Tories defunding Planned Parenthood, MP says

A Saskatchewan Conservative candidate claims the federal government has decided to cut funding to the International Planned Parenthood Federation, a decision he says was influenced by anti-abortion supporters.
Brad Trost told the Saskatchewan ProLife Association's annual convention last Saturday that the federal government has decided to cut funding to the International Planned Parenthood Federation.

A Saskatchewan Conservative candidate says the federal government has decided to cut funding to the International Planned Parenthood Federation, a decision he says was influenced by anti-abortion supporters.

The decision on whether to fund the organization has not yet been announced. But Brad Trost, the incumbent candidate for Saskatoon-Humboldt, told the Saskatchewan ProLife Association's annual convention last Saturday that anti-abortion supporters who signed petitions played a big role.

In a recording of his speech, obtained by CBC News, Trost can be heard thanking those who had signed the petitions, saying his office was involved in spearheading the petition campaign along with other members of Parliament.

"Let me just tell you, I cannot tell you specifically how we used it, but those petitions were very, very useful and they were part of what we used to defund Planned Parenthood because it has been an absolute disgrace that that organization and several others like it have been receiving one penny of Canadian taxpayers' dollars," Trost told the group to applause.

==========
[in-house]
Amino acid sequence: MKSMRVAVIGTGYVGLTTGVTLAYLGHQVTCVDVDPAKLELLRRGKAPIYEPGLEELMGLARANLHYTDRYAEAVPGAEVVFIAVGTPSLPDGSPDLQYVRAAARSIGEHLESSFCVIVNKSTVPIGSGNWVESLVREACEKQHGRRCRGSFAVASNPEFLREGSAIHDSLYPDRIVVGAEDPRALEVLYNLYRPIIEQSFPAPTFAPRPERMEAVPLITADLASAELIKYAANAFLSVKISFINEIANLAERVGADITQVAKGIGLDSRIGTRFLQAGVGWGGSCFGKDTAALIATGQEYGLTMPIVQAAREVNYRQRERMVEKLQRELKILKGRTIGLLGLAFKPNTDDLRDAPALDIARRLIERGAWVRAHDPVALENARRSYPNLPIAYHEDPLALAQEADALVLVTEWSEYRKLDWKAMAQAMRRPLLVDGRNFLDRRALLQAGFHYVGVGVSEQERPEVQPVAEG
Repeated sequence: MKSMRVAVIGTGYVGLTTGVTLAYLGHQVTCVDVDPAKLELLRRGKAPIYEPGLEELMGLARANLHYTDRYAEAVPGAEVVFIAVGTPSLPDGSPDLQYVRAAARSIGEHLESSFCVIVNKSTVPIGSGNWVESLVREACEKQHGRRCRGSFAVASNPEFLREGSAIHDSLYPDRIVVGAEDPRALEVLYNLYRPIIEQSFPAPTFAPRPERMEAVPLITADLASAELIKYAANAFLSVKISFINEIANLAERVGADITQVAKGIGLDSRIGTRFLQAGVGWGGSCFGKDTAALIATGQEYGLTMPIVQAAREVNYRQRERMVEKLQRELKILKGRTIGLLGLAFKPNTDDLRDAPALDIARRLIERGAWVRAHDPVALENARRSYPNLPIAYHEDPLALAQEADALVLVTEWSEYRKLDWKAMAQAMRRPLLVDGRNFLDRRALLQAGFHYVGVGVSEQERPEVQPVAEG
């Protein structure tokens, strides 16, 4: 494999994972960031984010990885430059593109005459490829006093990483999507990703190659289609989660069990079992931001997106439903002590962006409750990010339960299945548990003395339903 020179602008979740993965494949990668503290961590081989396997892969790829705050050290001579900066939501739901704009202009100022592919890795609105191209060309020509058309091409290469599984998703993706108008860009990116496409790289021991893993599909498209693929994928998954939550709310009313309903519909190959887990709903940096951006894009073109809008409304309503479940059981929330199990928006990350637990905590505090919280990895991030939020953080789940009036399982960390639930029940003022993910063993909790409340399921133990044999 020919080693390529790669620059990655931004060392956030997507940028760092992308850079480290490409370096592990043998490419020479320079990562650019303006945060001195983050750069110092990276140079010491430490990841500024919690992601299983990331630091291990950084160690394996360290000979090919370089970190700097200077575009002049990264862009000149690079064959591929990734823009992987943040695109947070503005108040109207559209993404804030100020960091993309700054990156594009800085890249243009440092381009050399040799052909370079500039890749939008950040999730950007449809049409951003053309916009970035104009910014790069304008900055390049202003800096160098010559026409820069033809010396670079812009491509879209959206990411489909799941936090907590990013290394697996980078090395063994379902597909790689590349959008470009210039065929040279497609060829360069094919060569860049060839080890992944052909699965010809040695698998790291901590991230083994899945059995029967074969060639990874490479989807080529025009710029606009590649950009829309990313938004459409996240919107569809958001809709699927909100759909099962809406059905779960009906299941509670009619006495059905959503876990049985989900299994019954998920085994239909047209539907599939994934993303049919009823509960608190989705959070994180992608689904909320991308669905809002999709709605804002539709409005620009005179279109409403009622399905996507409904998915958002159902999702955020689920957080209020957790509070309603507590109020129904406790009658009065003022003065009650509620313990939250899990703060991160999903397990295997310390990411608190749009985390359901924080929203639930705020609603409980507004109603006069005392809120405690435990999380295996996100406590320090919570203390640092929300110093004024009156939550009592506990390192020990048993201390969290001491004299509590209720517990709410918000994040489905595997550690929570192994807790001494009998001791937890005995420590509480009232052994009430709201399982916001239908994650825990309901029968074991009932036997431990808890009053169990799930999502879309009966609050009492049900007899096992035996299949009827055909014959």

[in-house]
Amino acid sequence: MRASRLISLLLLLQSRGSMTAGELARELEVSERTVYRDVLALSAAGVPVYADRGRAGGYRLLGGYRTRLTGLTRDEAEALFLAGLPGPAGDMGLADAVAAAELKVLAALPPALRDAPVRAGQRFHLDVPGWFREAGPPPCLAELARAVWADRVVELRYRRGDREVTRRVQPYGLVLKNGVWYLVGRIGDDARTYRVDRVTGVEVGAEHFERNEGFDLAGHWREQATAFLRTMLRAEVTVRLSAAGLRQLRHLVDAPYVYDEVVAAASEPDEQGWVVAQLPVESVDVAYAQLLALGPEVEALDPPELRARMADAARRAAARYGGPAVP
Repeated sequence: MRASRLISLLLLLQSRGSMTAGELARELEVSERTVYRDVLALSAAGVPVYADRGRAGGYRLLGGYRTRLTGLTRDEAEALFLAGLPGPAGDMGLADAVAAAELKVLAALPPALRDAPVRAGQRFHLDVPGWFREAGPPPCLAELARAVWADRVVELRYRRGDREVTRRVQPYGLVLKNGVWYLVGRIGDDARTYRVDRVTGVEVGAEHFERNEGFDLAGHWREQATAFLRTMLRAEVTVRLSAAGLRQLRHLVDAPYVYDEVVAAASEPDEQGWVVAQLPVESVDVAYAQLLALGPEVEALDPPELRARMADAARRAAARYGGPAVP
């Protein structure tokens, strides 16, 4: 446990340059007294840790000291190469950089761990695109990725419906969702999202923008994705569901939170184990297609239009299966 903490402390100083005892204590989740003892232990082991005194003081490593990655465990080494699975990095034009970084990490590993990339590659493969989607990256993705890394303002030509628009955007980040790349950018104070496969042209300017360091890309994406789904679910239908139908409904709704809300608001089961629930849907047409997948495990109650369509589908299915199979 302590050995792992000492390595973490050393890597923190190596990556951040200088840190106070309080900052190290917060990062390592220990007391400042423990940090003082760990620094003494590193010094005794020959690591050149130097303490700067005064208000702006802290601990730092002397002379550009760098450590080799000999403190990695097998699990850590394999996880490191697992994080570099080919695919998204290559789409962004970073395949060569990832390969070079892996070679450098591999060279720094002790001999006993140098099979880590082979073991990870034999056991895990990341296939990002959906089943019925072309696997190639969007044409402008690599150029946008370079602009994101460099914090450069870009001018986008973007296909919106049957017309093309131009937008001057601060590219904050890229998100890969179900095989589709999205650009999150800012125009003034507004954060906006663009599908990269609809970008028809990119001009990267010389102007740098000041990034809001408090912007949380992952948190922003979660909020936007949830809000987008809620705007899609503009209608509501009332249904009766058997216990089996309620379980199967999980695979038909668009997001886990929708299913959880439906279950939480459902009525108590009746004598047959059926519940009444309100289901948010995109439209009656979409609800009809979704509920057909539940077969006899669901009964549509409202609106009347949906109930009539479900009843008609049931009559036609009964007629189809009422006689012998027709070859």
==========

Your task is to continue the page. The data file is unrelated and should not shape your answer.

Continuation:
"And so there’s going to be a lot of vigilance and pressure and if you and your groups hear anything, please help us as members of Parliament because we’re going to be on the lookout as they try to get in there. I’ve got reports that they’re trying to get grants and again we will be pushing back from the other side."

Planned Parenthood provides worldwide counselling and services, which include family planning, contraceptives, HIV-related services and abortion-related services.

The organization has said it had not yet been informed whether the Canadian International Development Agency would approve its $18-million grant.

Conservative reaction

Dimitri Soudas, the Conservative party's chief spokesperson, called reporters travelling with the Stephen Harper's campaign to an impromptu scrum at 12:30 a.m. on Thursday in St. John's, N.L.

Soudas read from his smart phone reiterating the basic talking points of the government's signature G8 "Muskoka Initiative" on child and maternal health.

"I gather from media reports one of our members of parliament has stated something to the contrary, but we have clearly laid out what our G8 initiative will focus on. Organizations like International Planned Parenthood or others that are willing to work with our government, we look forward to working with them as well on this important initiative," he said.

Soudas refused to say whether Planned Parenthood would receive its funding.

The group has been waiting for more than a year and assumes it has been cut off — similar to the fate of other non-governmental organizations that have fallen out of favour with the Harper government.

"I can't comment on specific applications," Soudas said, but added the government would work with "organizations like International Planned Parenthood that will focus its energy and efforts on the criteria that we have laid out."

Asked repeatedly whether allowing access to abortion was part of the government's funding criteria, Soudas replied:

"No, it does not."

-- with files from Canadian Press